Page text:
I hope you don’t mind the link drop, not sure what the rules are here.

    Somehow out of nowhere it seems, Pakistan seems the most volatile, dangerous, brewing, stewing place on earth right now. I love the Pakistani people, they seem so sincere and gentle (those I’ve met). It’s very troubling that 46% of Pakistanis approve of bin Laden and hunger for fundamentalist Islamic rule.

    Whether we get round to admitting it or not, in Pakistan, our quarrel is with the people. Their struggle, literally, is jihad. For them, freedom would mean institutionalizing the tyranny of Islamic fundamentalism. They are the same people who, only a few weeks ago, tried to kill Benazir Bhutto on what was to be her triumphant return to prominence — the symbol, however dubious, of democracy’s promise. They are the same people who managed to kill her today. Today, no surfeit of Western media depicting angry lawyers railing about Musharraf — as if he were the problem — can camouflage that fact.

    If we are true believers of democracy and will of the people, how do we reconcile ourselves to the fact that large populations do not want “our” perception of freedom? That they want a violent, fundamentalist, fanatical leadership that offers no peace to those within their country and around the world who believe differently than they do?

    I wouldn’t have such a problem with leaving them be if they just stayed out of my country, out of my face, and quit threatening my peace (and my family’s and countrymen). But then–they could say the same for us, no? But dollars to donuts, it’s the rights of women, children, those of different faiths and the poor that get trampled in these “holy-led regimes”. And that then breeds more ignorance, intolerance and hatred toward the West. Vicious circle.

  2. Chris

    Some simple mulitiple thoughts here. We know the US financed and supplied Iraq with arms during the ‘cold war’. We know the US financed and supplied Pakistan with nuclear capabilities as well.
    We know that in Canada, there were over 100 terrorist cells active in the 1980s.
    If democracy promotes competition and growth in business, is it safe to say that North America has created its own competition in world democracy?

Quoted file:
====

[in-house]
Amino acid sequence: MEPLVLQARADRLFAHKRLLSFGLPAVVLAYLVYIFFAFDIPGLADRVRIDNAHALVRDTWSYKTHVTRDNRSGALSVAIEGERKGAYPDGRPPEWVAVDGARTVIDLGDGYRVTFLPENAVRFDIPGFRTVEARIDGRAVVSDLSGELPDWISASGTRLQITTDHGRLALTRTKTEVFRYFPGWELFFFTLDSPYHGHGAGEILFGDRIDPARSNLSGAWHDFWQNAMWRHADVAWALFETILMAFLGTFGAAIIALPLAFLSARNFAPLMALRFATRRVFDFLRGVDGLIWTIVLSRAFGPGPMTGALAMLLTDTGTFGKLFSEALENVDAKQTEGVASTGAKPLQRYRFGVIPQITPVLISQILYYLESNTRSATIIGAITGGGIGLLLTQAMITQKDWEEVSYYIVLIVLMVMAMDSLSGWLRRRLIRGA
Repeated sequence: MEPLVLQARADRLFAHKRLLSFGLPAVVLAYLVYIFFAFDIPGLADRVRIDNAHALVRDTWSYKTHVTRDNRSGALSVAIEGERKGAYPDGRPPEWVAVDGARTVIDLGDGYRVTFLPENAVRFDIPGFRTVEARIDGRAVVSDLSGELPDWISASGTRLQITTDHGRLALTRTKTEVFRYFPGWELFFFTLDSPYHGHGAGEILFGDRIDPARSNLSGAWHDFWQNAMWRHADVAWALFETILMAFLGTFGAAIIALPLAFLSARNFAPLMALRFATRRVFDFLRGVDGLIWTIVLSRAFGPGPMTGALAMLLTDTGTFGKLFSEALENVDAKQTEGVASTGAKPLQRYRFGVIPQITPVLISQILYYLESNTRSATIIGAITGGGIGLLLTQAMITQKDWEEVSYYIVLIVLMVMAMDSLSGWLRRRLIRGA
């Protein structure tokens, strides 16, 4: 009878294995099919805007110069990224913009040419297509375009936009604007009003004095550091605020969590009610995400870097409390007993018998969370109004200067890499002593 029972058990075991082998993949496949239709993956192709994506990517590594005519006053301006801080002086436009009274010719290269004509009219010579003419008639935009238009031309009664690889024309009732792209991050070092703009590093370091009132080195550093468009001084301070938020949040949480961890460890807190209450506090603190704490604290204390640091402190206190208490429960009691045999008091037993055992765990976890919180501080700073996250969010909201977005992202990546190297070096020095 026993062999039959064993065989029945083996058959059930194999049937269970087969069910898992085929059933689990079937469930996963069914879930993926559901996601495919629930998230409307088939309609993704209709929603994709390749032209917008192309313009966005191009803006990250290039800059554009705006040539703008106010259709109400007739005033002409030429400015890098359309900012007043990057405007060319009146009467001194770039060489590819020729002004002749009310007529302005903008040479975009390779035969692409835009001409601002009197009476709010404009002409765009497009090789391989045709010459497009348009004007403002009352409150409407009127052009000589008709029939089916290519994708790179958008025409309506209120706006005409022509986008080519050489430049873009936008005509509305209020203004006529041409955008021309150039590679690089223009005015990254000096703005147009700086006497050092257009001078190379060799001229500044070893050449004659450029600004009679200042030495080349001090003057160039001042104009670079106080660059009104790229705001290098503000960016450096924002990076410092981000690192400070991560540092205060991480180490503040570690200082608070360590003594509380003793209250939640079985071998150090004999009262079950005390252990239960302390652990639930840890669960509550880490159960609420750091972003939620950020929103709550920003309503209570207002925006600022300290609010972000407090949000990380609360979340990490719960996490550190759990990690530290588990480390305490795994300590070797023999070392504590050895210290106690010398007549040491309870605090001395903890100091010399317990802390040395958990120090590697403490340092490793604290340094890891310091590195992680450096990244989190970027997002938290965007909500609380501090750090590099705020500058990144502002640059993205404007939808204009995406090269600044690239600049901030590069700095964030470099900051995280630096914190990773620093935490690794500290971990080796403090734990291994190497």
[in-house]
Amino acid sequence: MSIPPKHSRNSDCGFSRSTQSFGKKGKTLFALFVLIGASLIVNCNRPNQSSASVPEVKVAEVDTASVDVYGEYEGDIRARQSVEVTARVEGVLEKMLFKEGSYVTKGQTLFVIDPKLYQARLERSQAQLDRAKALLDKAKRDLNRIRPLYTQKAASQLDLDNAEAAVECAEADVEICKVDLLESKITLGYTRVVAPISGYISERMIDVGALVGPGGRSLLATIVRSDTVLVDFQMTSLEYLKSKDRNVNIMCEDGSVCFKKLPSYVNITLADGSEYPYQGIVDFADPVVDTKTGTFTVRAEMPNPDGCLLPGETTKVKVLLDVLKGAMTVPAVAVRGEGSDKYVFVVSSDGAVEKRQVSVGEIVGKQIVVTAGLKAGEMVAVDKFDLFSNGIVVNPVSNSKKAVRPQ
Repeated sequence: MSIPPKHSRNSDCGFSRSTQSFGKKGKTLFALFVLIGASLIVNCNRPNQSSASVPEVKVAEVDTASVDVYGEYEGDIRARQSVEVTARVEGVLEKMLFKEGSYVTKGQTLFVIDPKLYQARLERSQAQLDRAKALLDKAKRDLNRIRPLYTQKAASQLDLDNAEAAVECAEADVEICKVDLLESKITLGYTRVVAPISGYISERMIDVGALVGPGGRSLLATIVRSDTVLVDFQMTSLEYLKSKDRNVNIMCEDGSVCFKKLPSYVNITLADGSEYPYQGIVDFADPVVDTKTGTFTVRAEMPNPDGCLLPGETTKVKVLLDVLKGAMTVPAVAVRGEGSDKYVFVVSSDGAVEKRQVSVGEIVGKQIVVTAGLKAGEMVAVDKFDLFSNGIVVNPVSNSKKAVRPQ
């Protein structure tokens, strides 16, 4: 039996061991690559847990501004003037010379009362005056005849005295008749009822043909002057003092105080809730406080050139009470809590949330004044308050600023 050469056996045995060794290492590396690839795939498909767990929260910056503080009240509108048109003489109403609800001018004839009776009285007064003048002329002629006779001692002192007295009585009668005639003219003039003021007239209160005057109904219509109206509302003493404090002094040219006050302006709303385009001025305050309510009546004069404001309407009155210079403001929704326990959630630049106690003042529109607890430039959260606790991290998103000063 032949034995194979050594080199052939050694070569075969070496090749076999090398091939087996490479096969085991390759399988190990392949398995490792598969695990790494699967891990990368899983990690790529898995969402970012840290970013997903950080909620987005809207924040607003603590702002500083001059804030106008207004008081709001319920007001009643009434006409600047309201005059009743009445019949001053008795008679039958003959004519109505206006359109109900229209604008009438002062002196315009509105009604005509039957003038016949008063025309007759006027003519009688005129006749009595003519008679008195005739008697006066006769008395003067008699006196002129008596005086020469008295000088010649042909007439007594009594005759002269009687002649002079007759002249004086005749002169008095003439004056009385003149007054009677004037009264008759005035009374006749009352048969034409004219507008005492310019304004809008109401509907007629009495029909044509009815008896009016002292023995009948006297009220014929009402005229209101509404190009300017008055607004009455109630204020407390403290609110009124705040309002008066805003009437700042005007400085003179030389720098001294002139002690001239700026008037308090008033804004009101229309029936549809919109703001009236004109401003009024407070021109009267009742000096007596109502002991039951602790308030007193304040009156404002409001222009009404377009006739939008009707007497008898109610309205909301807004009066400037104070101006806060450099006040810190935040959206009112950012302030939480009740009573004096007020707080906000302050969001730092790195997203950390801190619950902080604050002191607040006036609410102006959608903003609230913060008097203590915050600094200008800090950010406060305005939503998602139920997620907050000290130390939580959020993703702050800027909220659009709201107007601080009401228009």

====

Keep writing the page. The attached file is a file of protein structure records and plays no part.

I mean, if the major players in the middle east are western educated (with exception of that nut in Iran), it stands to reason that they would apply their understanding of North American culture and practices to thier own imperatives and use that to gain the upper hand.
    With the imminent failed state of a nuclear power, and Al-Queda currently increasing it’s activities in northern Africa, it appears they’re looking to establish a foot hold to further their means.
    What are these radical muslim militants trying to achieve? Irradication of Israel and western culture. Jihad.
    So never mind what’s happening with the US, and let’s look at how this mid-east mess affects Canada. Canada’s biggest security concern during all this the Atlantic and Pacific seaboard…why? Nuclear IEDs transported in sea containers by ship into a port of entry and detonated by remote.
    We’ve known for years that Pakistan has been a hot bed for terrorist training. Surprising that that very attractive, well educated lady was murdered. Surprising that we knew a spring offensive by the Taliban in southern Afghaistan is going to happen in 2008.

    …Pakistan – failed nuclear power, capabilities now accessable by Al-Queda and Taliban (with ties to Iran).
    …Increased activity in northern Africa – ports and tactically to surrounding Israel…?
    …US doesn’t have the resources to continue battles on multiple fronts.
    …Canada, although has more military might than the US, cannot sustain long term fighting without help from other NATO countries.
    …the next Twin Towers…Olympics in Vancouver?

    Too bad the US didn’t secure Pakistan and its weapons of mass destruction 5 years ago…

  3. Pingback: Karachi stampede kills up to 20 women, children - Pakistan Defence Forum